CLN5 Gene Therapy Trial Now Enrolling Children at New York Site

Marisa Wexler, MS avatar

by Marisa Wexler, MS |

Share this article:

Share article via email
Neurogene gene therapy NGN-101 | Batten Disease News | clinical trial graphs illustration

Children with CLN5, a type of late infantile Batten disease, are now being recruited for a first-in-human clinical trial testing NGN-101, Neurogene‘s experimental gene therapy for the rare neurological condition.

The trial will be conducted at the University of Rochester Medical Center (URMC), in upstate New York, the company announced.

This disease type is caused by mutations in a gene called CLN5. Also known as CLN5, the disorder is characterized by symptoms that include seizures, motor dysfunction, cognitive difficulties, and vision impairment. There are no currently approved therapies for CLN5.

NGN-101 is designed to deliver a functional version of the CLN5 gene to cells in a patient’s brain, thereby correcting the underlying cause of the disease. The therapy works using a modified viral vector, called adeno-associated virus (AAV), to deliver its genetic payload to the body’s cells. AAV is popularly used in gene therapy because it is easy to manipulate in a lab, and it doesn’t cause disease in people.

The Phase 1/2 clinical trial, called CLN5-200 (NCT05228145), is seeking to recruit about three children, ages 3 to 8, who have a genetically confirmed diagnosis of CLN5. To be eligible for participation, children must have some loss of visual acuity, as well as impaired motor and/or language development. Participants also must be able to walk, with or without assistance.

Recommended Reading
Brineura | Batten Disease News | announcement illustration of woman using megaphone

FDA OKs Trial of NGN-101 Gene Therapy in CLN5 Patients

During the trial, all study participants will be treated with NGN-101. The therapy is given via two injections, one into the brain and another into one eye, that are administered during the same procedure.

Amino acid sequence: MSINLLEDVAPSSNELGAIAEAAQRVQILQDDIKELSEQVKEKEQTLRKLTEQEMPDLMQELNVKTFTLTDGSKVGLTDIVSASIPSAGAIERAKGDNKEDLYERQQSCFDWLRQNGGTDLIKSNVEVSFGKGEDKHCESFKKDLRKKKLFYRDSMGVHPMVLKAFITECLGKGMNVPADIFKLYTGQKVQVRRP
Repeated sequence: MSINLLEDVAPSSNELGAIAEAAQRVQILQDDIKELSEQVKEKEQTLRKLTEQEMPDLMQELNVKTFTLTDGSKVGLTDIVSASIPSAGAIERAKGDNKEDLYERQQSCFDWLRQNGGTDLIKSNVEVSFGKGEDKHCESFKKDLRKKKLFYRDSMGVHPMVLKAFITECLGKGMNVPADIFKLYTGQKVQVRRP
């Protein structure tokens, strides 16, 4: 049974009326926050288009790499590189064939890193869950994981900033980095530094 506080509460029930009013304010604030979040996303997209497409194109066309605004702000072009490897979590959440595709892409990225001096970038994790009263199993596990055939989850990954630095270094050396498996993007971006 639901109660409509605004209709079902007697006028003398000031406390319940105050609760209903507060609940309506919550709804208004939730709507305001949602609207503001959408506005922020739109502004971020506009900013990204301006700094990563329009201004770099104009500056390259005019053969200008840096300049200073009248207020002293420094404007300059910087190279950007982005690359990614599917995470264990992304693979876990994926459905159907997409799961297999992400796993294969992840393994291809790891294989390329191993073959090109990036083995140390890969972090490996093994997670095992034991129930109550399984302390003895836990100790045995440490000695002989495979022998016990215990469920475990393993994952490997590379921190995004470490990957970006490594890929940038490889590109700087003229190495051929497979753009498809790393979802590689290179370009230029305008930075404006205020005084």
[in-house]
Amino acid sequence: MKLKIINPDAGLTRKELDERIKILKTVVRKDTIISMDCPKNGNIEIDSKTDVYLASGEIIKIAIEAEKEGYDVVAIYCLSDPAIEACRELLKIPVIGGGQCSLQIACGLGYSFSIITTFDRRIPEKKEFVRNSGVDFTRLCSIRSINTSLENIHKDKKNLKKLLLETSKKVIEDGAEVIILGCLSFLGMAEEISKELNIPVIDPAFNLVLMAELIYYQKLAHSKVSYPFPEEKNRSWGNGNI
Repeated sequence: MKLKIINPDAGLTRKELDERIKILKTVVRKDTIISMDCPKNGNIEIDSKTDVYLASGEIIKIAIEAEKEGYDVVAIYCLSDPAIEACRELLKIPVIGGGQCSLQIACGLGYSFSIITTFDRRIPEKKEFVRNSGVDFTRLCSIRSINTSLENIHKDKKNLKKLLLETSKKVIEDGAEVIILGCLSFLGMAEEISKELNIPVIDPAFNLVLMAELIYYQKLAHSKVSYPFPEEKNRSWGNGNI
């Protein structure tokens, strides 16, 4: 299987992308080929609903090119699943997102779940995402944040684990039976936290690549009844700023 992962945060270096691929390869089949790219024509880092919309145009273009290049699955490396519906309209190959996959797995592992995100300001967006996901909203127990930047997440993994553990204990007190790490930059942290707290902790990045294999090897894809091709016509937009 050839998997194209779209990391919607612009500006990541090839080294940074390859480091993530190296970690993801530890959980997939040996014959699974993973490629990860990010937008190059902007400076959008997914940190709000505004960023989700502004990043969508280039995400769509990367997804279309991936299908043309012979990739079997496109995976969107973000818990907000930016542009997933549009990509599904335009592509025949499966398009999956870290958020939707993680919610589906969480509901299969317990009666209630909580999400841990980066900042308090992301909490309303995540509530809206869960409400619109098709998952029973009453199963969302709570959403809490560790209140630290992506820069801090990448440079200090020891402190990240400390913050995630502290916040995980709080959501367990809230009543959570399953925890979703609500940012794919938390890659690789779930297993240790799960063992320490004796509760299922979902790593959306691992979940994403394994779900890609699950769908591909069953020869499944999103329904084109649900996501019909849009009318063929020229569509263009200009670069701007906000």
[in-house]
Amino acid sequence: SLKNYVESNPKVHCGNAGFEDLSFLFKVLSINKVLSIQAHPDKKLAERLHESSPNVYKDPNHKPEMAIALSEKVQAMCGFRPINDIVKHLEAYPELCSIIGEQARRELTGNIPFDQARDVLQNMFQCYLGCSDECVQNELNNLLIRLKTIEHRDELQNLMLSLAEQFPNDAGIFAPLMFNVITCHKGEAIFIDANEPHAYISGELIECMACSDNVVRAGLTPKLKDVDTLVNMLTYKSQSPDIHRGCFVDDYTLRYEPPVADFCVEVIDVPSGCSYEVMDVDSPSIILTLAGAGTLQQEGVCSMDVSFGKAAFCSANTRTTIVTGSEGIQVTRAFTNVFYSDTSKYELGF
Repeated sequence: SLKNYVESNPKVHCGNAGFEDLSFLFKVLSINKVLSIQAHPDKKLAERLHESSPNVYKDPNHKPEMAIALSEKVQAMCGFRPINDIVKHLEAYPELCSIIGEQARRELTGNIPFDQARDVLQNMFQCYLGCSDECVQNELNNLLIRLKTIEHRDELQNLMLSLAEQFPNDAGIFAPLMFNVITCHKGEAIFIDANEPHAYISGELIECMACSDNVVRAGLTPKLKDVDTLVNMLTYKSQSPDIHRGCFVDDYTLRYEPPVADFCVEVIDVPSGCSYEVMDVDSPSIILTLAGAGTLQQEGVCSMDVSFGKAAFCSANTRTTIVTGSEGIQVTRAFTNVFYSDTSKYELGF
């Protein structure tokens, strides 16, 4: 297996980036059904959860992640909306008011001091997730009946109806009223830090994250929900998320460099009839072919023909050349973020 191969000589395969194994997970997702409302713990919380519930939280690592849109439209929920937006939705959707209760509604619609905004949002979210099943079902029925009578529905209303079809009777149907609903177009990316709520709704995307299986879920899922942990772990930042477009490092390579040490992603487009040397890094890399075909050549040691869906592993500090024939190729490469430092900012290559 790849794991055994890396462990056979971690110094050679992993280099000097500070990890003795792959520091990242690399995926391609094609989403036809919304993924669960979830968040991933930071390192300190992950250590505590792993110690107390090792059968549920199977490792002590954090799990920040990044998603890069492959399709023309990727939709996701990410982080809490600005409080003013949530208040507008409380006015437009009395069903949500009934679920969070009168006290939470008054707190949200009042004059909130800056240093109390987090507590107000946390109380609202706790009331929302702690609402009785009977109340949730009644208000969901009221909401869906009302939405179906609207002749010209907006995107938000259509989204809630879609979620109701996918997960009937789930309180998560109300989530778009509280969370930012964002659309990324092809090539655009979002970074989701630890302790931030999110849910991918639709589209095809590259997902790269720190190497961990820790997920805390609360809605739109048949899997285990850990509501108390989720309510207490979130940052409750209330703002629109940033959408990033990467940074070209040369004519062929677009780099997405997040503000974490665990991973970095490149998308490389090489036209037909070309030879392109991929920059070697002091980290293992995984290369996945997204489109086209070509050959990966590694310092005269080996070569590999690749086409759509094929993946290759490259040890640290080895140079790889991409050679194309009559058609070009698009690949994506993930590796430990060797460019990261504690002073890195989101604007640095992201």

Participants will be monitored for safety and efficacy outcomes for five years after treatment with NGN-101. For the first six months after being treated, the participants must reside close to the clinical trial site to facilitate monitoring and care. After that, participants will regularly check in via telephone and with decreasingly frequent in-person visits to the trial site.

The study will be monitoring a battery of assessments of motor, language, and vision function, as well as safety-related outcomes.

Neurogene, which is sponsoring the trial, has a comprehensive travel and expense policy in place, through which it will pay trial-related costs and expenses. While the study site is in the U.S., the trial is open to children worldwide; a translator can be made available for participants who do not speak English.

More information about the trial can be obtained by contacting Neurogene by phone at 1-877-237-5020. Interested families also can contact the company by email at [email protected], while healthcare providers can contact the company at [email protected].

Plans for the trial were announced late last year, shortly after Neurogene secured the clearance to start testing from the U.S. Food and Drug Administration (FDA).

Neurogene also is enrolling patients with CLN5 or CLN7 (another type of late-infantile Batten) in a natural history study (NCT03822650) that is evaluating how these diseases tend to progress in the absence of treatment. More information on that study can be found here.